Politics

Making consensus government work: Beyond cabinet selections, regular MLAs must harness their power

The dust has settled, the secret ballots have been cast, and MLAs in the Northwest Territories have anointed a new government.

In what will go down as a minor historic moment in the legislature, the territory’s freshly elected members chose reigning Premier Bob McLeod as the man who will lead the tide of change that so many have been cheering on since an unprecedented number of incumbents were voted out in last month’s territorial election.

The decision came on the heels of a week-long showdown between McLeod—who became the first ever premier to be re-elected to the position for a second term—and former Health Minister Glen Abernethy.

The process would normally have been a one-day behind-the-scenes affair, but the 11 new MLAs in the assembly pushed for a short window to allow them to deliberate and get feedback from constituents.

As CBC’s Chris Windeyer pointed out, the decision was a small indication that, despite the mild weather this winter, the winds of change were indeed blowing through the obscure halls of the Legislative Assembly.

During the ensuing mini-campaigns, both candidates attempted to capitalize on Obama’s tried and tested slogan, in an attempt to convince their peers and the public that they were best qualified to steer the legislature on a different tack.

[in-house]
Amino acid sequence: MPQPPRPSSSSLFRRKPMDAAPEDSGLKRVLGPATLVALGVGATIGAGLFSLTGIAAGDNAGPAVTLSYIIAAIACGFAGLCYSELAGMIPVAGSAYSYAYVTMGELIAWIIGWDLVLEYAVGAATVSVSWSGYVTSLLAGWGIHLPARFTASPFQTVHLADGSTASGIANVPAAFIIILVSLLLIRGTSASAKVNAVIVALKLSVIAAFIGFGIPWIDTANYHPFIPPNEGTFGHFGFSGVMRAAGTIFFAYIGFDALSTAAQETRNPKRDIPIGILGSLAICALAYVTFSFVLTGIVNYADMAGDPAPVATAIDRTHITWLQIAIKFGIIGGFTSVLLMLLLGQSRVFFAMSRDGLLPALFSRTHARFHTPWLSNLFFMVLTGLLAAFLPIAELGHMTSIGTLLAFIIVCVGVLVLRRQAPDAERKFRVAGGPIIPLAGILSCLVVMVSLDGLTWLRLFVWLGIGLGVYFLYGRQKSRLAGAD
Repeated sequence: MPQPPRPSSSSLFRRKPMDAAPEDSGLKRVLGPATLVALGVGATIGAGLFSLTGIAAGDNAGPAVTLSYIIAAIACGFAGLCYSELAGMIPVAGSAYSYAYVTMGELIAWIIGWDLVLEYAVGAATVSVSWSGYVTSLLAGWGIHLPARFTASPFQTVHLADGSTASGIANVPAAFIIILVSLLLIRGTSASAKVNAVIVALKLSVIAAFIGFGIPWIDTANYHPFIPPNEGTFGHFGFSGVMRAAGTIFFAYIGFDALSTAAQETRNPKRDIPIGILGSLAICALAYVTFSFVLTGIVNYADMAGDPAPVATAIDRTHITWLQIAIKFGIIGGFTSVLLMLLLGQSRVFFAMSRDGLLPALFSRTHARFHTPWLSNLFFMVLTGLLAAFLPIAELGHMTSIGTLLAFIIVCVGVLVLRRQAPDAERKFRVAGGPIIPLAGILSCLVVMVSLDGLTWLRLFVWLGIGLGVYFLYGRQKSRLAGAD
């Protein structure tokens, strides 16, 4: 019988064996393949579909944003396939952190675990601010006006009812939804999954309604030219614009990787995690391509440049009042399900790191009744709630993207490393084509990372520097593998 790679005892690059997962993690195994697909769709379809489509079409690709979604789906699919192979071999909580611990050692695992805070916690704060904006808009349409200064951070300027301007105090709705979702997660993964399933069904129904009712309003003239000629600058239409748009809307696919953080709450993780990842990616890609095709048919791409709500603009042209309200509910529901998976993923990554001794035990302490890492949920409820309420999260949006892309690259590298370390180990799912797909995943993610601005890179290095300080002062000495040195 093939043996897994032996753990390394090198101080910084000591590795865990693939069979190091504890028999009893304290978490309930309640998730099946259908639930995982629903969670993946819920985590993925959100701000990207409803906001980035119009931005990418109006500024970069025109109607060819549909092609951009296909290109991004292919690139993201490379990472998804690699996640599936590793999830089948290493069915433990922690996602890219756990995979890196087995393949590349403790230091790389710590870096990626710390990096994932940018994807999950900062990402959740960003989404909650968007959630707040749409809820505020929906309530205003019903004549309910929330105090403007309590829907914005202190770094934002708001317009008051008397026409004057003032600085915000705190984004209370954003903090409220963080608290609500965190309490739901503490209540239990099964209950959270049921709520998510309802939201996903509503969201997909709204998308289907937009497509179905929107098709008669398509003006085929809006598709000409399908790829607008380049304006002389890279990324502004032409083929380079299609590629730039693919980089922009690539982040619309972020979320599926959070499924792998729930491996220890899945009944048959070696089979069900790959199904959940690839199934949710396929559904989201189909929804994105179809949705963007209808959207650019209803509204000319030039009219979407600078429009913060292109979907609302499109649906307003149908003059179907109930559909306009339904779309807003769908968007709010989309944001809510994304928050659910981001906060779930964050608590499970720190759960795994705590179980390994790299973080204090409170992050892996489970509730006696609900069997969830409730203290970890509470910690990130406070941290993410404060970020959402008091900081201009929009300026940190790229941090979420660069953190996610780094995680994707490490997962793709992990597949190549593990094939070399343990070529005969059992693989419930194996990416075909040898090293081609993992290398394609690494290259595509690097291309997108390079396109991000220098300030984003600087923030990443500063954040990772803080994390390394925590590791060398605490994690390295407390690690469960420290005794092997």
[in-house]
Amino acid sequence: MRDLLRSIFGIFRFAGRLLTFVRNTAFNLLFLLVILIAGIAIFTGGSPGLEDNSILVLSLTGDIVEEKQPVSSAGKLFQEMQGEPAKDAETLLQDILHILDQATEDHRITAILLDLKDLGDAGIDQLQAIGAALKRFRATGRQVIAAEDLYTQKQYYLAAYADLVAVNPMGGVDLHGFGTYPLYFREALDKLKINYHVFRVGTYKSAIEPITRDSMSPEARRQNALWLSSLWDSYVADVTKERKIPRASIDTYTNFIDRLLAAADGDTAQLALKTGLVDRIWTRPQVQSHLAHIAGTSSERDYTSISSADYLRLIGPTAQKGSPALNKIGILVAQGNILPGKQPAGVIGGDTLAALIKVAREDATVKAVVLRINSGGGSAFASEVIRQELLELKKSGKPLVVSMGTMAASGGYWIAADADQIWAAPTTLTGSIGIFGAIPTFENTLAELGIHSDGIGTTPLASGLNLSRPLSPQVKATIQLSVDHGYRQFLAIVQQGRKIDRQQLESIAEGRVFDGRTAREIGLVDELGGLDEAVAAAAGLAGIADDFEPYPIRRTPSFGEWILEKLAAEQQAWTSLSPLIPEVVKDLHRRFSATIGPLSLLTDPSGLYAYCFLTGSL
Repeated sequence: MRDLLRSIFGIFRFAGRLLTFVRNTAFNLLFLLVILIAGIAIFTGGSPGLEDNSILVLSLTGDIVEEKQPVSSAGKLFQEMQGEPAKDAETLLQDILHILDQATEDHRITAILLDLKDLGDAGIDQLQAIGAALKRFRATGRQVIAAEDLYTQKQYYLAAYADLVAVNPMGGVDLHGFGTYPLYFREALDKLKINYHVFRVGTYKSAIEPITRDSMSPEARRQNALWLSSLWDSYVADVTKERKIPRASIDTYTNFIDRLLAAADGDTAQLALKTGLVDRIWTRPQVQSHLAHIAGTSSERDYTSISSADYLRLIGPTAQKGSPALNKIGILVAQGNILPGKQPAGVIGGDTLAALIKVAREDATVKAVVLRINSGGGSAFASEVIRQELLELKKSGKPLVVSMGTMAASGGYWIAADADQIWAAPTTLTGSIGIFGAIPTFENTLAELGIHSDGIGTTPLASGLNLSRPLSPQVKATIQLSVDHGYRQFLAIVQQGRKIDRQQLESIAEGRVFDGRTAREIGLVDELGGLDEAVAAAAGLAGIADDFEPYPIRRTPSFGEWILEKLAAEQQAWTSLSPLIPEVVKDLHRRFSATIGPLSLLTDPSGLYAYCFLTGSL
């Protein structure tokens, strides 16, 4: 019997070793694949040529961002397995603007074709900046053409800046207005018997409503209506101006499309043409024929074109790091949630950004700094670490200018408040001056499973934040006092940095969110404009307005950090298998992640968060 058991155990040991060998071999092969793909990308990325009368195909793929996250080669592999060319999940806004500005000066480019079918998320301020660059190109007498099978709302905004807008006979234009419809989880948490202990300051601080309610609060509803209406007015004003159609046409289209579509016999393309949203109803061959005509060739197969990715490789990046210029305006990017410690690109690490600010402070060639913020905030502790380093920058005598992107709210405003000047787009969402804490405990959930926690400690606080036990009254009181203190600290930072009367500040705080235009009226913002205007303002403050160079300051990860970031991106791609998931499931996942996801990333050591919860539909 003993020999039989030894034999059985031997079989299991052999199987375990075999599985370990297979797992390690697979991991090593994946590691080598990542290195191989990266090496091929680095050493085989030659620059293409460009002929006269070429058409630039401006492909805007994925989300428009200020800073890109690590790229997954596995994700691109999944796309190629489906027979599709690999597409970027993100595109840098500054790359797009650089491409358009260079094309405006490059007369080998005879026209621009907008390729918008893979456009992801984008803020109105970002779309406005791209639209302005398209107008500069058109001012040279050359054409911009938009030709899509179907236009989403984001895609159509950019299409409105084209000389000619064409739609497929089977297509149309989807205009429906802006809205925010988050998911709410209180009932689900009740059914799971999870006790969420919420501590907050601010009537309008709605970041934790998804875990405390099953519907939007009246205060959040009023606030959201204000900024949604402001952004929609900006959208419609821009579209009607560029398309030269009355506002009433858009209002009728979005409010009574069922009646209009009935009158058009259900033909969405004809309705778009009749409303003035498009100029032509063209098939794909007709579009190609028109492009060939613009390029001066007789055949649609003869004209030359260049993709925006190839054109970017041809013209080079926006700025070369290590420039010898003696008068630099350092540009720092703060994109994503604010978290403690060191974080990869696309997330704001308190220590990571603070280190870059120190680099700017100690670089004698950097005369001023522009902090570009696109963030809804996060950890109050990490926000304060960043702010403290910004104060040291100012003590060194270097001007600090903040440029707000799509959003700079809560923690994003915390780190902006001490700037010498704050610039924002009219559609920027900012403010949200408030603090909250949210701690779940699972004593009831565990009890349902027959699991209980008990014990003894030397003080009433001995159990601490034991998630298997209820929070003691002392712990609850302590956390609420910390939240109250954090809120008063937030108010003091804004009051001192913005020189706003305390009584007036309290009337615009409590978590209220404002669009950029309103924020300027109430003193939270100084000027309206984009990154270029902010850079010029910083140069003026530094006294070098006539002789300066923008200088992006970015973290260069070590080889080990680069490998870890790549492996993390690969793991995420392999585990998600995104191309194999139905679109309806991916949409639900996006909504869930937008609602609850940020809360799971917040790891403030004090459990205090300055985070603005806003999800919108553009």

In the end, MLAs did the sensible thing by going for the grizzled veteran rather than opting for a facelift just for the sake of it.

Abernethy offered up a new face and some strong bureaucratic rhetoric, while McLeod belatedly acknowledged that having so many incumbents unceremoniously shown the door was a sign that voters wanted things done differently, despite previously denying the fact in the immediate aftermath of the election.

In the end, MLAs did the sensible thing by going for the grizzled veteran rather than opting for a facelift just for the sake of it. With the amount of upheaval in the recent election, resulting in the loss of vital players like Michael Miltenberger and David Ramsay, the territory will need at least one steady hand to give the legislature some semblance of stability and continuity.

The fact that McLeod’s brother Michael is now representing the NWT for the Liberal Party in Ottawa could also provide a vital lifeline to the territorial government, which has often had its pleas ignored by the feds in recent years.

That’s all fine and well, but whither the winds of change? As in the race for premier, cabinet hopefuls were flashing their “change” credentials in their speeches yesterday, with many invoking all-important buzz words like “transparency” and “accountability”. Once the head-scratching process of counting and recounting ballots was finished, only two out of six ministers—Glen Abernethy and Robert C. McLeod—will be returning. They will be joined by three first time MLAs, including just the seventh woman to ever serve in cabinet, Range Lake MLA Caroline Cochrane-Johnson.

As with the upheaval in the wake of election itself, the government looks fine on paper. But once elected to cabinet, even the most vocal opponents of the government have a tendency to lose their bite. One need look no further than Ramsay and Abernethy, who quickly went from fighting tooth and nail against the status quo, to being a evasive ministers toeing the party line.